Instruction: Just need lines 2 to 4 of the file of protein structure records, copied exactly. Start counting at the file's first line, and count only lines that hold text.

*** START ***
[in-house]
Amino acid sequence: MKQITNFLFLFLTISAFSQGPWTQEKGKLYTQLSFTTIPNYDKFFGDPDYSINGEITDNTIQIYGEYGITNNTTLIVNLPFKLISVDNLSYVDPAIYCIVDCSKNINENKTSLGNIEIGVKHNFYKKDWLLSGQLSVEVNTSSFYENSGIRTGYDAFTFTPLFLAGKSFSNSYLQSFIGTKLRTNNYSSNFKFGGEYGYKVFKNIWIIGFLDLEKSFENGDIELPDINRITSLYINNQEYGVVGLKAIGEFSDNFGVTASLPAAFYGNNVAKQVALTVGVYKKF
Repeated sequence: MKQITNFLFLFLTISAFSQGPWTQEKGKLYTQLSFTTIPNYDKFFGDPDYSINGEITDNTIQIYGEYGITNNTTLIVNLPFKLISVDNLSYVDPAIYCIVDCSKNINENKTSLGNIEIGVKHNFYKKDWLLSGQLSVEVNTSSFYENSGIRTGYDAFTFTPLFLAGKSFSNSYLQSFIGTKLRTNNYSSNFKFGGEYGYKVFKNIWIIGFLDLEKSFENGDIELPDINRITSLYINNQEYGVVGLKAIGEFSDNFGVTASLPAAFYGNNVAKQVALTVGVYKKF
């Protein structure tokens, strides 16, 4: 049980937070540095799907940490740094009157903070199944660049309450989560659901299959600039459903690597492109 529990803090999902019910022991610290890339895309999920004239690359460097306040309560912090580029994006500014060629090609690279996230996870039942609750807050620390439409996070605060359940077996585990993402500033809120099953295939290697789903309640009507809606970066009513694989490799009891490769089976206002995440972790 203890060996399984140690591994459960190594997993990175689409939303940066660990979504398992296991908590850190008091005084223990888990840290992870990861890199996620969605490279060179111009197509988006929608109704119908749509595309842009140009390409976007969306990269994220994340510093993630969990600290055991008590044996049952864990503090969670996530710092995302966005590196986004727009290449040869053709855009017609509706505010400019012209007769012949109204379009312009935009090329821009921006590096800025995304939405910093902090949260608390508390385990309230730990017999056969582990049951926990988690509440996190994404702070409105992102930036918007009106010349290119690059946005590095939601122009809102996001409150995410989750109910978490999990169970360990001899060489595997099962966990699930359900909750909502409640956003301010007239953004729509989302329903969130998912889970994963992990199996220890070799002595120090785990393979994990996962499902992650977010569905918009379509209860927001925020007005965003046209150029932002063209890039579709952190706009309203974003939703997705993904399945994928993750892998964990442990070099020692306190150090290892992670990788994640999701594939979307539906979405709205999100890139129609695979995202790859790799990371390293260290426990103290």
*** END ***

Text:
Amino acid sequence: MKQITNFLFLFLTISAFSQGPWTQEKGKLYTQLSFTTIPNYDKFFGDPDYSINGEITDNTIQIYGEYGITNNTTLIVNLPFKLISVDNLSYVDPAIYCIVDCSKNINENKTSLGNIEIGVKHNFYKKDWLLSGQLSVEVNTSSFYENSGIRTGYDAFTFTPLFLAGKSFSNSYLQSFIGTKLRTNNYSSNFKFGGEYGYKVFKNIWIIGFLDLEKSFENGDIELPDINRITSLYINNQEYGVVGLKAIGEFSDNFGVTASLPAAFYGNNVAKQVALTVGVYKKF
Repeated sequence: MKQITNFLFLFLTISAFSQGPWTQEKGKLYTQLSFTTIPNYDKFFGDPDYSINGEITDNTIQIYGEYGITNNTTLIVNLPFKLISVDNLSYVDPAIYCIVDCSKNINENKTSLGNIEIGVKHNFYKKDWLLSGQLSVEVNTSSFYENSGIRTGYDAFTFTPLFLAGKSFSNSYLQSFIGTKLRTNNYSSNFKFGGEYGYKVFKNIWIIGFLDLEKSFENGDIELPDINRITSLYINNQEYGVVGLKAIGEFSDNFGVTASLPAAFYGNNVAKQVALTVGVYKKF
């Protein structure tokens, strides 16, 4: 049980937070540095799907940490740094009157903070199944660049309450989560659901299959600039459903690597492109 529990803090999902019910022991610290890339895309999920004239690359460097306040309560912090580029994006500014060629090609690279996230996870039942609750807050620390439409996070605060359940077996585990993402500033809120099953295939290697789903309640009507809606970066009513694989490799009891490769089976206002995440972790 203890060996399984140690591994459960190594997993990175689409939303940066660990979504398992296991908590850190008091005084223990888990840290992870990861890199996620969605490279060179111009197509988006929608109704119908749509595309842009140009390409976007969306990269994220994340510093993630969990600290055991008590044996049952864990503090969670996530710092995302966005590196986004727009290449040869053709855009017609509706505010400019012209007769012949109204379009312009935009090329821009921006590096800025995304939405910093902090949260608390508390385990309230730990017999056969582990049951926990988690509440996190994404702070409105992102930036918007009106010349290119690059946005590095939601122009809102996001409150995410989750109910978490999990169970360990001899060489595997099962966990699930359900909750909502409640956003301010007239953004729509989302329903969130998912889970994963992990199996220890070799002595120090785990393979994990996962499902992650977010569905918009379509209860927001925020007005965003046209150029932002063209890039579709952190706009309203974003939703997705993904399945994928993750892998964990442990070099020692306190150090290892992670990788994640999701594939979307539906979405709205999100890139129609695979995202790859790799990371390293260290426990103290």